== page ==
F I'm So Vintage: July 2011
Saturday, July 30, 2011

the shaker influence in america

I am off visiting the family in Atlanta, so you may have noticed my postings have been sporadic. But, as they have taken a little trip to Target for school supplies, I thought I would try to get in a Saturday post.  I have always loved the Shaker influence in decorating. There is nothing better than their simple pure lines, and as we have a Shaker Village at Pleasant Hill in Kentucky, I like to visit and and enjoy lunch at the Shaker Inn as often as possible.

So here is a quick look at some Shaker decor.


A lovely Shaker bench from ShakerStyle




a typical Shaker bedroom via Apartment Therapy



shaker pantry boxes via country living


some sweet Shaker baskets via basketsnprims


a shaker dining room via apartment therapy


I'm thinking that most of us would not want to live quite as austerely as the Shakers did, but their timeless furniture and accessories are beautiful additions to most any decor.

Have a great Saturday. I am getting ready to ooh and aah over some new backpacks.




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Tuesday, July 26, 2011

grits for breakfast

As a southerner who has lived all over the country and in Ontario, I am always asked by non southerners about grits. You know: "Do you really eat those things?" "What are they, actually?" "YUCK!!!"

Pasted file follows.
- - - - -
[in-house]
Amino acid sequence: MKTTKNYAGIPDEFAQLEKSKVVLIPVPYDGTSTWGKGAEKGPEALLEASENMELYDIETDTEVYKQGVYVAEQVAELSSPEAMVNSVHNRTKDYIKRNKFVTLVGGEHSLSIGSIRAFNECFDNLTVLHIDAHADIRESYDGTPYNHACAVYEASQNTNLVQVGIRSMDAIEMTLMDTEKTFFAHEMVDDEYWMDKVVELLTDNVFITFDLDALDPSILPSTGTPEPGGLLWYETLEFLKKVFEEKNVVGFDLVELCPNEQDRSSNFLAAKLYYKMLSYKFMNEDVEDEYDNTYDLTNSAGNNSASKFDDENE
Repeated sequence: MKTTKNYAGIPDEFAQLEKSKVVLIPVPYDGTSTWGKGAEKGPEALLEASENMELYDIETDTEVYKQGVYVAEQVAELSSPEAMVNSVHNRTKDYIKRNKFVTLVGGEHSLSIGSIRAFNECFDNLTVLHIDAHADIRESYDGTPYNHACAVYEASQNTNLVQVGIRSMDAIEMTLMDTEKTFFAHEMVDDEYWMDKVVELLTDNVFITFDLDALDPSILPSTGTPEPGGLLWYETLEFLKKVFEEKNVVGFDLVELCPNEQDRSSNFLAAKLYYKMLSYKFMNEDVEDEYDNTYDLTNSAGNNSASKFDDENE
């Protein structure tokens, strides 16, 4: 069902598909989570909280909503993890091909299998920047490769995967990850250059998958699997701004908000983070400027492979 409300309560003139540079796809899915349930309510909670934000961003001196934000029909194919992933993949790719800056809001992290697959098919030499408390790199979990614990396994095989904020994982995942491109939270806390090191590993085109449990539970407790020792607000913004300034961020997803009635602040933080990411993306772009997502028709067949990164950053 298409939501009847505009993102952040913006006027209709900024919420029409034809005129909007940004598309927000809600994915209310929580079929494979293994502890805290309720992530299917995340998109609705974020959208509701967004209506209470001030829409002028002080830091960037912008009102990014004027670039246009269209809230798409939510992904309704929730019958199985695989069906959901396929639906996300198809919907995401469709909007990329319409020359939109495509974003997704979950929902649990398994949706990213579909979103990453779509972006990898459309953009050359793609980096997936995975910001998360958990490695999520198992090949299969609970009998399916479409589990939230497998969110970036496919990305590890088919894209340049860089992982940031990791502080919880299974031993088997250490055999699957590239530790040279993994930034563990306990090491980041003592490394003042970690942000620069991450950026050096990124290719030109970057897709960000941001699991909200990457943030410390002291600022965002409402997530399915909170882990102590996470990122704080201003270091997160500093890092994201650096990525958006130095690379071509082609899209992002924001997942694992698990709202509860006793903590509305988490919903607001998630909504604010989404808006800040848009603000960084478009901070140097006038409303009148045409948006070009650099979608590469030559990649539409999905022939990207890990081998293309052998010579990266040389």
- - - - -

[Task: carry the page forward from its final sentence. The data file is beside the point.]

Well I am here to tell you that grits are really yummy. 


Just what the heck are grits? Well Wikepedia says they are:


Grits are a food of Native American origin common in the Southern United States and mainly eaten at breakfast. They consist of coarsely ground corn, or sometimes hominy, in which case they are referred to as hominy grits. They are also sometimes called sofkee or sofkey from the Muskogee (Creek) language word.[1][2] Grits are similar to other thick maize-based porridges from around the world, such as polenta, or the thinner farina.
Grits are usually prepared by adding one part grits to two-to-three parts boiling water, sometimes seasoned with salt. They are usually cooked for 15 – 20 minutes or until the water is absorbed and the grits become a porridge-like consistency. As grits expand when they are cooked, they need to be stirred periodically to prevent sticking and forming lumps. They may be served with grated cheese, butter, sausage or country ham red-eye gravy.
Grits can also be fried in a pan or molded to create a firm block; the resulting block can be cut with a knife or wire, and the slices fried in a fat such as vegetable oil, butter, or bacon grease.
The word "grits" is most likely to have derived from the German term "Gr├╝tze," which in turn derived from the Italian term "gruzzi," meaning crushed (or coarsely ground) corn. The word "grits" is one of the few rare words that may properly be used as either singular or plural in writing or speech and can be used with a singular or plural verb.

Now seriously, does that description make you want to eat grits? I think not. However, maybe I can tempt you with some yummy sounding recipes.

how about  this delicious recipe for a weekend brunch



Cheddar Cheese Grits Casserole
from myrecipes.com

  • YIELD: Makes 6 servings
  • COOK TIME:
  • PREP TIME:
  • BAKE: 40 MINUTES
  • COURSE: Breakfast/Brunch, Casseroles
  • Ingredients
    • 4 cups milk
    • 1/4 cup butter
    • 1 cup uncooked quick-cooking grits
    • 1 large egg, lightly beaten
    • 1 teaspoon salt
    • 1/2 teaspoon pepper
    • 2 cups (8 ounces) shredded sharp Cheddar cheese